"The law has been on the books for a long time that the state Board of Fisheries can establish sanctuaries, reserves or refuges," said George Matz of Homer, sponsor of Proposal 121. "I chose a refuge because it allows for consumptive use. Basically, we need some kind of protection for fish habitat to allow for continuing uses of commercial, sport and subsistence fishing," he added.
Matz, a retired state policy analyst and former game board member, said the concept is new to Alaska. "In the past, refuges have generally been set aside for both fish and game and included both water and land. Proposal 121 is specific to state waters and thereby avoids land use issues," he explained, adding that his request predates all others for water rights.
"A refuge also puts permitting authority into the hands of the AK Dept. of Fish and Game and not the Dept. of Natural Resources. With so many fish issues at stake, I think that's advisable in this case," Matz said. The proposal also mandates that a management plan for the fish refuge would be created by a citizen's advisory committee.
Matz said the refuge could not in and of itself stop the Pebble Mine, but it would hold the Canadian developers more accountable. "It makes them live up to their promises of no net loss of wild fish that spawn or rear in these waters. So it protects the habitat and basically says the fish come first. It will be a true test as to whether they can meet that standard," he said.
Deadline to comment on Proposal 121 to the Board of Fish is November 17. The BOF will rule on the fish refuge during its December 4-12 meeting in Dillingham. If it gets the nod, the refuge must then be approved by the Alaska legislature.
Crab market kick
Alaska king crab could get some relief from a ramped up marketing blitz during the peak holiday sales season. Alaska's king crab market has been badly pinched in recent years due primarily to an influx of cheaper crab from Russia to the U.S., much of it caught illegally.
At the same time, there is a lot of consumer awareness of Alaska king crab from the Discovery Channel's show Deadliest Catch. "We put the problem and an opportunity together and asked for a new injection of money to promote Alaska king crab in the U.S. marketplace," said Arni Thomson, director of the Alaska Crab Coalition.
In response, the Alaska Seafood Marketing Institute earmarked $500,000 from its budget and obtained $750,000 in matching funds from the Alaska Fisheries Marketing Board. The $1.25 million will fuel a TV ad campaign to create more "brand awareness" of Alaska king crab on the Food Network, and other promotional outlets. The ads will begin next month and continue through the peak holiday sales season.
"We'll use the messages of sustainability, taste and uniqueness to try and separate Alaska king crab from the other stuff on the market, much as we've done for Alaska wild salmon over the past few years," said ASMI director, Ray Riutta.
The crab industry is hoping to soon merit an eco-label by the international Marine Stewardship Council to help buyers easily identify Alaska crab as coming from a well managed fishery.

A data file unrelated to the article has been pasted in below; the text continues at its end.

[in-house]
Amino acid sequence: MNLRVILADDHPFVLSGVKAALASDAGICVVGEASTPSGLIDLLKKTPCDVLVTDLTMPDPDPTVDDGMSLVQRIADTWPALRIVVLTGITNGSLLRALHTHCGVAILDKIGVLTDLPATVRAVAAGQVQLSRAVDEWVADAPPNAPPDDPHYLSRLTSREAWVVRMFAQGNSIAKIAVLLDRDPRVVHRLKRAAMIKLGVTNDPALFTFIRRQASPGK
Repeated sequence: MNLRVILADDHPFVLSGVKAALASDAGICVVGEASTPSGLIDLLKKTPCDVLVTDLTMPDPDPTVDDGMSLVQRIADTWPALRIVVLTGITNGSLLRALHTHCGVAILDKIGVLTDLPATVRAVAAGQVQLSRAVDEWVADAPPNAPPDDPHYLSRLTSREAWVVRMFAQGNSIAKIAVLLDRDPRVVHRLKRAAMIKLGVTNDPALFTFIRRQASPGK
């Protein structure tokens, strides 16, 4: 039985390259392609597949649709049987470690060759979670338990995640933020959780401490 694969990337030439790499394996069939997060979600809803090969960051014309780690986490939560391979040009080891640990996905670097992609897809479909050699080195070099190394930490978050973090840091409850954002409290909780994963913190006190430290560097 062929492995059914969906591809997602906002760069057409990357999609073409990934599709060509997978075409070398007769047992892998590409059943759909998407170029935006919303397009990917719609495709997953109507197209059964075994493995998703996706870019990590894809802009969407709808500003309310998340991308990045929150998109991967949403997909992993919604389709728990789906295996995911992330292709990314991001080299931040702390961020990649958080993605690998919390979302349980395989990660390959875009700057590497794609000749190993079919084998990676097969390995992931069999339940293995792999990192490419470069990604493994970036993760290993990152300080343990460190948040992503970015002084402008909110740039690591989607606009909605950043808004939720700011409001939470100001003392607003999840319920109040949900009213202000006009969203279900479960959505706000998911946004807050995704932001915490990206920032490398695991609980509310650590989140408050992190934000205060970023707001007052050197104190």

"There is increasing consumer awareness and concern about seafood products being harvested in a responsible manner," said the ACC's Thomson. "Alaska crab is managed under sustainable principles and practices. That is not the case with Russian king crab and there is a lot of overfishing going on."
ASMI's Riutta said the fall promotion is a good first step to rebuilding Alaska's market niche, but it won't happen overnight: "It's going to take time and we'll need some more money downstream. But it's a good shot in the arm at the peak sales season and hopefully, it will boost the crab price." Riutta added.
The Alaska red king crab fishery got underway a few days after the October 15th opening date, after crabbers and buyers negotiated price agreements. Most settled on a base price of $3.65/lb, down almost one dollar from last year.
Aleutia brand expands
Aleutian Islands fishermen have sealed a deal that will expand sales of their Aleutia brand sockeye salmon, and allow more people to get involved in the local fishery.
The Aleutia group was formed five years ago by fishing families who wanted to spotlight the region's ocean run sockeye. This week Aleutia signed a six-figure licensing agreement with the Aleutian Pribilof Island Community Development Association. It allows APICDA to use the Aleutia name and logo to market sockeye from a new plant it is building in False Pass, expected to open next year. Fishermen also plan to expand into halibut, sablefish and other fisheries at the new plant.
"It's a boost to the local economies because it gets the local fleet out there fishing for their own brand of fish. It's a really good fit, and it will help us in our goal to be self-sustaining," said Aleutia president Bob Barnett of Sand Point.
This year 40 local fishing families from Sand Point and King Cove harvested roughly 130,000 pounds of sockeye salmon for the Aleutia program. Fishermen fetched 35 percent more for their Aleutia brand sockeye salmon this year, compared to the average price of 60 cents for other fish.
Welch, who lives in Kodiak, has written about Alaska's seafood industry since 1988.